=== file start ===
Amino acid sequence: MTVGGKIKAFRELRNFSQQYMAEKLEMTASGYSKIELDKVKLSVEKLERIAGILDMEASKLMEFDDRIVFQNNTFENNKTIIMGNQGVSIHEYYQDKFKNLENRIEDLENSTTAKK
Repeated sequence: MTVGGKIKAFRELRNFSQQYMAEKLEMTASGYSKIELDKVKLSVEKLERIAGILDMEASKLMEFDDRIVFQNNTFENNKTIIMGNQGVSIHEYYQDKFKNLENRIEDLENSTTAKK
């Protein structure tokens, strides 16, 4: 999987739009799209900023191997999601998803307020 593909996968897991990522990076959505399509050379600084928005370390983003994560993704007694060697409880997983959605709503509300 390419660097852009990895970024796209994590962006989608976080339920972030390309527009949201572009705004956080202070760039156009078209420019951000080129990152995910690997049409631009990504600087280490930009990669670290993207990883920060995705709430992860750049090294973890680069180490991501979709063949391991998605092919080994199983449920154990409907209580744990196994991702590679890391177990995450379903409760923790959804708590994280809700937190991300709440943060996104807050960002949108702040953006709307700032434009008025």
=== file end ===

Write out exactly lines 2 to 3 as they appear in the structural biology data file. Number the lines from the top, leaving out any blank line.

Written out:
Repeated sequence: MTVGGKIKAFRELRNFSQQYMAEKLEMTASGYSKIELDKVKLSVEKLERIAGILDMEASKLMEFDDRIVFQNNTFENNKTIIMGNQGVSIHEYYQDKFKNLENRIEDLENSTTAKK
């Protein structure tokens, strides 16, 4: 999987739009799209900023191997999601998803307020 593909996968897991990522990076959505399509050379600084928005370390983003994560993704007694060697409880997983959605709503509300 390419660097852009990895970024796209994590962006989608976080339920972030390309527009949201572009705004956080202070760039156009078209420019951000080129990152995910690997049409631009990504600087280490930009990669670290993207990883920060995705709430992860750049090294973890680069180490991501979709063949391991998605092919080994199983449920154990409907209580744990196994991702590679890391177990995450379903409760923790959804708590994280809700937190991300709440943060996104807050960002949108702040953006709307700032434009008025």